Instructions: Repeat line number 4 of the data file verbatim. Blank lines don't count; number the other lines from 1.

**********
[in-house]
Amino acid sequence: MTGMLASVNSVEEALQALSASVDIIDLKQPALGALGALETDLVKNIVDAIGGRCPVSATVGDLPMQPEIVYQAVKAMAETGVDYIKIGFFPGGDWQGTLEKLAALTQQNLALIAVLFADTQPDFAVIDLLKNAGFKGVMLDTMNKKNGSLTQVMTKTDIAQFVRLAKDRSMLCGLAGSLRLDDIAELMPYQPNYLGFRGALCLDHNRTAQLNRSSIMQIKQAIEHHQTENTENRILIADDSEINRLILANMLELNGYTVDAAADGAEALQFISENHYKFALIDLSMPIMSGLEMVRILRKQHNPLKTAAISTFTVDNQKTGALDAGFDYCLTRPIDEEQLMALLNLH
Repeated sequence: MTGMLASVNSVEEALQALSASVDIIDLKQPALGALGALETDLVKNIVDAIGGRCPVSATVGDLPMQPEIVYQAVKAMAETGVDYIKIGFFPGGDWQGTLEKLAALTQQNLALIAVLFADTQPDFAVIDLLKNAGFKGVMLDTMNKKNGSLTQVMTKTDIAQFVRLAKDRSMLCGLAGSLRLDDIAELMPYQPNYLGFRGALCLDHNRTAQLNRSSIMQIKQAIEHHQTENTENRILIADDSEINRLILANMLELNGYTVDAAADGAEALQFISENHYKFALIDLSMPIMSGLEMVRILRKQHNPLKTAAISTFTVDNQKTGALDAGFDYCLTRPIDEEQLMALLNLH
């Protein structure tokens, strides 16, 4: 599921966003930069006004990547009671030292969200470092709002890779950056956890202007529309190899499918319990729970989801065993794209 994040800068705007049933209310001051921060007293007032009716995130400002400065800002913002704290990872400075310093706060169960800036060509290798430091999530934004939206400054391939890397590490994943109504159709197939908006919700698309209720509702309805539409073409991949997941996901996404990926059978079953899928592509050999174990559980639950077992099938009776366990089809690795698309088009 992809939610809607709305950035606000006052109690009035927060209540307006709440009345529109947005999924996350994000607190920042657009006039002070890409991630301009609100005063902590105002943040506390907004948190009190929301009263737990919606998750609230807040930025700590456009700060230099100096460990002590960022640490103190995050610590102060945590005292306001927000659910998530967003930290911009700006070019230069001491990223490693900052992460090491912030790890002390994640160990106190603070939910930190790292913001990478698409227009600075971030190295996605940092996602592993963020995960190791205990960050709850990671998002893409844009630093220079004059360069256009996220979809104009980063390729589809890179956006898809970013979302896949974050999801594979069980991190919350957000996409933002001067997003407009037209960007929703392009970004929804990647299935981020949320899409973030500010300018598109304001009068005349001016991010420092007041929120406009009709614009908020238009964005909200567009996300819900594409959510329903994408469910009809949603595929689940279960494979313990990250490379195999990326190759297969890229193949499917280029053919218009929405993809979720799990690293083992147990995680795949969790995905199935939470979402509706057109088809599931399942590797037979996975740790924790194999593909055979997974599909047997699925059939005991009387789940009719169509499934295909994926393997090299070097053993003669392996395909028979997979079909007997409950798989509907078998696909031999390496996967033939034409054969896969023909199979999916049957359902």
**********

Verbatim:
């Protein structure tokens, strides 16, 4: 599921966003930069006004990547009671030292969200470092709002890779950056956890202007529309190899499918319990729970989801065993794209 994040800068705007049933209310001051921060007293007032009716995130400002400065800002913002704290990872400075310093706060169960800036060509290798430091999530934004939206400054391939890397590490994943109504159709197939908006919700698309209720509702309805539409073409991949997941996901996404990926059978079953899928592509050999174990559980639950077992099938009776366990089809690795698309088009 992809939610809607709305950035606000006052109690009035927060209540307006709440009345529109947005999924996350994000607190920042657009006039002070890409991630301009609100005063902590105002943040506390907004948190009190929301009263737990919606998750609230807040930025700590456009700060230099100096460990002590960022640490103190995050610590102060945590005292306001927000659910998530967003930290911009700006070019230069001491990223490693900052992460090491912030790890002390994640160990106190603070939910930190790292913001990478698409227009600075971030190295996605940092996602592993963020995960190791205990960050709850990671998002893409844009630093220079004059360069256009996220979809104009980063390729589809890179956006898809970013979302896949974050999801594979069980991190919350957000996409933002001067997003407009037209960007929703392009970004929804990647299935981020949320899409973030500010300018598109304001009068005349001016991010420092007041929120406009009709614009908020238009964005909200567009996300819900594409959510329903994408469910009809949603595929689940279960494979313990990250490379195999990326190759297969890229193949499917280029053919218009929405993809979720799990690293083992147990995680795949969790995905199935939470979402509706057109088809599931399942590797037979996975740790924790194999593909055979997974599909047997699925059939005991009387789940009719169509499934295909994926393997090299070097053993003669392996395909028979997979079909007997409950798989509907078998696909031999390496996967033939034409054969896969023909199979999916049957359902």